Tuesday, November 15, 2016

France's reaction to Trump's victory


cover of La Croix after the US election

News across France last Thursday led with headlines relating to President-elect Donald Trump. Most included tones of shock and disbelief for his victory. La Croix was titled "L'inconnue" in reference to how little is known about his foreign policy and how many of his policies may impact the globalized world. They also warned against worrying too much with this message:

"What brings us together is worth more than that which divides us, it's better to build bridges than walls"

For the full range of discussion points around the United States election in France, including what it may mean for the upcoming elections in France, see this news clip from France 24. 

At Canoe Island we are constantly working to build bridges to understanding those different than ourselves: different languages, different cultures, different world views. Connie Jones, camp director, shared a message for the vision of Canoe Island French Camp looking forward:

"What we do for and with children and their families and the lessons we teach, should give us strength in the knowledge that we will make a difference in the outlook of the upcoming generation."

The desire to inquire and learn about those with different viewpoints from our own should not stop at camp. If anything, this election has revealed just how divided in thought an conversation the United States is. We need to focus on building relationships in our discussions and lead with curiosity from our hearts.

Tuesday, November 8, 2016

Bring out your inner artist!


Ever wanted to share your artistic expression through film, writing or design? Not only do you have the opportunity to do all these things at Canoe Island French Camp, you can bring these passions into your classroom back at school!

Every year, during National French Week, the American Association of Teachers of French invite students to muse on the annual theme and submit short films, essays, and posters. Sometimes all it takes to enthuse a new generation of filmmakers, writers and graphic designers is the right subject. And what is more inspiring than the theme "Onward to New Frontiers for French!" Enjoy the submissions for this year's French week, or see the winners from National French Week 2014.

CIFC camper designing a poster in art

Wednesday, November 2, 2016

En avant vers les nouvelles frontières du français!

Canoe Island French Camp mimes ready to perform!

Always up for an adventure, we at Canoe Island French Camp, along with the American Association of Teachers of French, explore the wonderful world of French November 4-10! National French Week is an annual celebration of French language and culture. The theme this year, is "Onward to New Frontiers for French," An inspirational sentiment in a global community that is ever changing and growing.

President Obama sent his support for the celebration of French in a letter relaying the appreciation he has for all the contributions French language and culture has made to the United States.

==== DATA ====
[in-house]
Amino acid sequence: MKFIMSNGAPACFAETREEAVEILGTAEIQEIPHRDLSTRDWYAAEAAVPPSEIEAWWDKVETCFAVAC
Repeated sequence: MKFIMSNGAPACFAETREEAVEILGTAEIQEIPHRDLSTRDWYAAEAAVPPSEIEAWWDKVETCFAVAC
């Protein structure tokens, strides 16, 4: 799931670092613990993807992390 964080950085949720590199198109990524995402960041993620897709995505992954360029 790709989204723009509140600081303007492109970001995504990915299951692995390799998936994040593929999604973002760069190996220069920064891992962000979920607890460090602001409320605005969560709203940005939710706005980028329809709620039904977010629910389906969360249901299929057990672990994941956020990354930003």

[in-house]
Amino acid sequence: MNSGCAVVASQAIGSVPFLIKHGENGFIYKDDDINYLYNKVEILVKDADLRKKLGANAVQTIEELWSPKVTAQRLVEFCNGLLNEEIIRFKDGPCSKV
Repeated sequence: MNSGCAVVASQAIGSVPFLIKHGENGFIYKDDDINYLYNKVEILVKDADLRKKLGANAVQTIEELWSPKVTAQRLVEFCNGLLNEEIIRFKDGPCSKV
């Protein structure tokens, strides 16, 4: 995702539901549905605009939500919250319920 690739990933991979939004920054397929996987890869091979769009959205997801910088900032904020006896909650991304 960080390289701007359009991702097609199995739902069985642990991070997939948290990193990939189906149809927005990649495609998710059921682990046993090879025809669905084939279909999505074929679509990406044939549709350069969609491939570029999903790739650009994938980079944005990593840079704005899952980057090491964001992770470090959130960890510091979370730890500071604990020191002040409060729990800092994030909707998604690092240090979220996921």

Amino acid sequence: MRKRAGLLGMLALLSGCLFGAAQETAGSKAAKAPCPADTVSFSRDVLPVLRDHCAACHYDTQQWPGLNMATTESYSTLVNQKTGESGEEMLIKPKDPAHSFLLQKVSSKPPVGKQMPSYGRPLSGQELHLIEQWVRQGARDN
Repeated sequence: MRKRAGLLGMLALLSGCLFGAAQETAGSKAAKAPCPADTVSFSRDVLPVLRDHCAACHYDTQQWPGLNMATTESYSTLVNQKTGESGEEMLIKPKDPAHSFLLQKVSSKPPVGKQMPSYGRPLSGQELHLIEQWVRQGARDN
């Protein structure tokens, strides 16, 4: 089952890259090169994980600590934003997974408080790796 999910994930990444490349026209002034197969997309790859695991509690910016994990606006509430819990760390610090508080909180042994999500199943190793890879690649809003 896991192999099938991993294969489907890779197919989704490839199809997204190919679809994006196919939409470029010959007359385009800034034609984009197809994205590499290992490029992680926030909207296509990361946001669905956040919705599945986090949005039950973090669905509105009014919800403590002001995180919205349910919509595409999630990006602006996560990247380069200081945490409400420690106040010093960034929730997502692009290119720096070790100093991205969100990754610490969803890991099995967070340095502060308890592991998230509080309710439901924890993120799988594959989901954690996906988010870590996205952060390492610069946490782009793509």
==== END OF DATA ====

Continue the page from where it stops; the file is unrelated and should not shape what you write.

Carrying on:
Send us a photo or upload one to instagram with the #canoeislandfrenchcamp #nationalfrenchweek of yourself and others celebrating French culture this and next week!

CIFC dancers in the San Juan Island 4th of July parade

Wednesday, October 26, 2016

A divided France


At Canoe Island French Camp we encourage the development of our campers emotional and social intelligence through group activities and learning a new language and its culture. By engaging in a new language with people of different backgrounds from our own we begin to broaden our capacity for empathy and our world perspective.

France is currently undergoing a test of compassion with the recent rehousing of thousands of refugees from the town of Calais. A National Public Radio broadcast shares some of the responses to the rehousing, and brings into question how we as humans deal with the dire needs of displaced peoples and our own fear of the unfamiliar.

French counselors show their national pride on Bastille Day 2016

Wednesday, October 19, 2016

Guillaume le conquérant

October 14, 1066

Guillaume of France and Harold of England bring their armies head to head and the epic Battle of Hastings ensues! This battle marks the beginning of French rule in England, and the introduction of 10,000 french words that are still used in English today. Travel back in time with historians in this recent news clip from France 24 to hear the story and see the places of this historic battle. Also enjoy this short video that explains the influence French has had on the English language.

Consider registering for our Session 4, les chevaliers where campers learn about this story and the code of chivalry!

campers learn to use a trebuchet during the chevaliers session

Thursday, October 13, 2016

A Day at Family Camp

Sometimes the best way to feel the value of a Canoe Island French Camp program is to delve into the favorite memories we have of it. Karen Leeds, who recently attended our Labor Day Family Camp shared some photos and memories that her family David, Eli and Nick will keep from their time at Canoe.